State of the Art // Art of the State

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*disjointed ramblings incoming*

1. 

There’s a great new post up from Xenogoth this evening: ABCcru: Applied Ballardianism and Accelerationism. The primary content of the post deals with a recent hellthread on Twitter (whatever the opposite of a hellthread is would actually be the more proper term – healththread? Not sure.) that began with a probing of the connection between the writings of J.G. Ballard (as well as the applied Ballardianism of Simon Sellars) and the various strands of accelerationist thinking. I’m not going to summarize or go into too much detail surrounding this thread – XG has done it wonderfully in his post – but I would like to look at a particular tendril that radiated out from it. At one point Alex Williams (of the #Accelerate Manifesto and Inventing the Future fame) commented:

 I agree with Ballardian acc in aesthetics, but not in politics. Because the aestheticisation of the political = fascism (simplifying a bit)… the asetheticisation of the political ends up somewhere deeply boring, as well as unpleasant. Jordan Peterson, not Ballard.

and at another point:

There’s a distinction between use of aesthetic things, objects, processes… And the subsumption of politics to aesthetic imperatives.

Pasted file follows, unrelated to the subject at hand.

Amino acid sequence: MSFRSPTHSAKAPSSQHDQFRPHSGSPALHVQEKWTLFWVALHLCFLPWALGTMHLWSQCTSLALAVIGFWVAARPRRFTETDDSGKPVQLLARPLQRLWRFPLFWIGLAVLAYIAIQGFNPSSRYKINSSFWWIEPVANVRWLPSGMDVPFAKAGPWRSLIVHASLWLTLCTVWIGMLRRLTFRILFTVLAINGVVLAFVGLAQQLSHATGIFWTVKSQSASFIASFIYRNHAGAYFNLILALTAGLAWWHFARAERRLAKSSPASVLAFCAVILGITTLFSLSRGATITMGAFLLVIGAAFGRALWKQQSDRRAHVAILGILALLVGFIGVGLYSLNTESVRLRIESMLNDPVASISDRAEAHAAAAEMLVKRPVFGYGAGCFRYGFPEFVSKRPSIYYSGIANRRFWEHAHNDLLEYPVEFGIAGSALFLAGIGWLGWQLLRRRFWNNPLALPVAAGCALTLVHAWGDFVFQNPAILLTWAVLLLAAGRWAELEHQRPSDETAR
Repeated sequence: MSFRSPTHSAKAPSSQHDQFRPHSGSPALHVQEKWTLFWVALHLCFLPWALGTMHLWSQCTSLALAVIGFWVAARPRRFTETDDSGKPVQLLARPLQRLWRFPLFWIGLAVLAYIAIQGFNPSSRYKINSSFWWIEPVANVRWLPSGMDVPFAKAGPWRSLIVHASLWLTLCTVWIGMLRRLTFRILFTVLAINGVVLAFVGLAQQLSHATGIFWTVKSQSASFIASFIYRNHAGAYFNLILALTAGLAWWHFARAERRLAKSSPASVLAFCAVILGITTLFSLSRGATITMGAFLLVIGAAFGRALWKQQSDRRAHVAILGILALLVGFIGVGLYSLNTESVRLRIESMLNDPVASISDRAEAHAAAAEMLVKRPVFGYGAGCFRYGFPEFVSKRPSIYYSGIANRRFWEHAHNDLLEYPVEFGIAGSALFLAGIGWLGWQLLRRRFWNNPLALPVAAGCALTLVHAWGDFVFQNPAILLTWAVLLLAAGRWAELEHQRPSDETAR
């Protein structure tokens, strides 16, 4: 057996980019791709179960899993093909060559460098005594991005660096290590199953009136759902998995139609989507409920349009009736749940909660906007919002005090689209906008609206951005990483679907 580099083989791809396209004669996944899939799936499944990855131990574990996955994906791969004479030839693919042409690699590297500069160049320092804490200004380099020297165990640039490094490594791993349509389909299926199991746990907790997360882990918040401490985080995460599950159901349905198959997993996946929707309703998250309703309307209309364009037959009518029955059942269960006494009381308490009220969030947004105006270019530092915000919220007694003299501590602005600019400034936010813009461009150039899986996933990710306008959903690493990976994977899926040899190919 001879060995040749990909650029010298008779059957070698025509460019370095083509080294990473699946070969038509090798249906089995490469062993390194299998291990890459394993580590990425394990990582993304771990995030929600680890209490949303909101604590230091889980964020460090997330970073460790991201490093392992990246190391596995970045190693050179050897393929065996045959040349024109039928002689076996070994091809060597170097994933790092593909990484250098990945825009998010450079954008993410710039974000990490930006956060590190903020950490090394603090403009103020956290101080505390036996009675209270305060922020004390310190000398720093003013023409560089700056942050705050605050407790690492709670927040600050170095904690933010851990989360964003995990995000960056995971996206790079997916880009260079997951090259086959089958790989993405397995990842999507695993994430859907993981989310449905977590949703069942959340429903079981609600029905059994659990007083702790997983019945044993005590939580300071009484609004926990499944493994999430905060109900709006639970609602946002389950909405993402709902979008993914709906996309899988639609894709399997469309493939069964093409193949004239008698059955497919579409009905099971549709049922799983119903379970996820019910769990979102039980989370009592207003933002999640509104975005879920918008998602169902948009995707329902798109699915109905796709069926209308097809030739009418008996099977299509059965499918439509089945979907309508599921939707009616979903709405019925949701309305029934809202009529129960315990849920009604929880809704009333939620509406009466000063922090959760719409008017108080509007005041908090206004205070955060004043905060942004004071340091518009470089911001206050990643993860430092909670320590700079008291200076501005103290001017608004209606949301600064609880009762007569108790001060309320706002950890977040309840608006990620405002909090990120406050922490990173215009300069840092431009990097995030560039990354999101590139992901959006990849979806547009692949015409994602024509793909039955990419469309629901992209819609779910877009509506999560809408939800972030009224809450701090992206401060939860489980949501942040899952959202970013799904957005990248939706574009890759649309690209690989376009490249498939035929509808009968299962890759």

Robin Mackay, in response, noted that

a lot of loose terms rattling around here, art, politics, aesthetics.. it can’t be this simple, it was a virtue of post-68 to insist this, nothing is solely political, merely aesthetic, etc.

and Williams again:

So politics involves signs, symbols, may deploy art in different forms and modes. It might build on cultural currents that are partly recomposed through art works. But its ultimate logic is not to build a nation as an art work

As these little nuggets show, both sides clearly raise important points – for Williams, it is essential to note lose sight of Benjamin’s identification of the aestheticization of politics as a central pillar in the constitution of fascist governance. Mackay, meanwhile, draws us towards the insights offered by the various political and subcultural strands that blended the political with the aesthetic in order to, on the one hand, reveal the difficulty in posing stark divides between the various of spheres of life, and on the other hand to articulate a revolutionary vision. We could sum it up as thus, in terms proper to spirit of Benjamin: Williams sees the dangers in aesthetic politics, Mackay sees the possibilities of political aesthetics. Of course these two points are instantly problematized, and in it hard to draw the line where aesthetic politics and political aesthetics can be properly cleaved apart – if they can at all. And that’s even before we get to the question of how this relates to industrial modernity understood as a temporal acceleration and spatial compression.